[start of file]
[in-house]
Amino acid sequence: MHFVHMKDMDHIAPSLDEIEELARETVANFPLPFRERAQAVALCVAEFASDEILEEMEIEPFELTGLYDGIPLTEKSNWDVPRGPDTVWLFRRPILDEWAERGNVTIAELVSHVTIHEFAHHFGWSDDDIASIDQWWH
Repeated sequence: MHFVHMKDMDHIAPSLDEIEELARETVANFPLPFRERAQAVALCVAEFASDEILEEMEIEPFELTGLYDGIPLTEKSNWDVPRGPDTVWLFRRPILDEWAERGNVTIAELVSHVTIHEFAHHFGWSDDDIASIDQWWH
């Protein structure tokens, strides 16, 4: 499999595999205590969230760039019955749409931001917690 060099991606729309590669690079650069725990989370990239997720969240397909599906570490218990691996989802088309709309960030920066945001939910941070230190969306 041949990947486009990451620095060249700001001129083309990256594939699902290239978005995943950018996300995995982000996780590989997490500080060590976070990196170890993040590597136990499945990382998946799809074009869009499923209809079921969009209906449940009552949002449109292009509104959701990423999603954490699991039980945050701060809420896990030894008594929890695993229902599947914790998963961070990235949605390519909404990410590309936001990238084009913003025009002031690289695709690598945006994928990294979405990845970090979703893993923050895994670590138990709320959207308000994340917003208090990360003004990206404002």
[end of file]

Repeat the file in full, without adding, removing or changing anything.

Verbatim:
[in-house]
Amino acid sequence: MHFVHMKDMDHIAPSLDEIEELARETVANFPLPFRERAQAVALCVAEFASDEILEEMEIEPFELTGLYDGIPLTEKSNWDVPRGPDTVWLFRRPILDEWAERGNVTIAELVSHVTIHEFAHHFGWSDDDIASIDQWWH
Repeated sequence: MHFVHMKDMDHIAPSLDEIEELARETVANFPLPFRERAQAVALCVAEFASDEILEEMEIEPFELTGLYDGIPLTEKSNWDVPRGPDTVWLFRRPILDEWAERGNVTIAELVSHVTIHEFAHHFGWSDDDIASIDQWWH
């Protein structure tokens, strides 16, 4: 499999595999205590969230760039019955749409931001917690 060099991606729309590669690079650069725990989370990239997720969240397909599906570490218990691996989802088309709309960030920066945001939910941070230190969306 041949990947486009990451620095060249700001001129083309990256594939699902290239978005995943950018996300995995982000996780590989997490500080060590976070990196170890993040590597136990499945990382998946799809074009869009499923209809079921969009209906449940009552949002449109292009509104959701990423999603954490699991039980945050701060809420896990030894008594929890695993229902599947914790998963961070990235949605390519909404990410590309936001990238084009913003025009002031690289695709690598945006994928990294979405990845970090979703893993923050895994670590138990709320959207308000994340917003208090990360003004990206404002």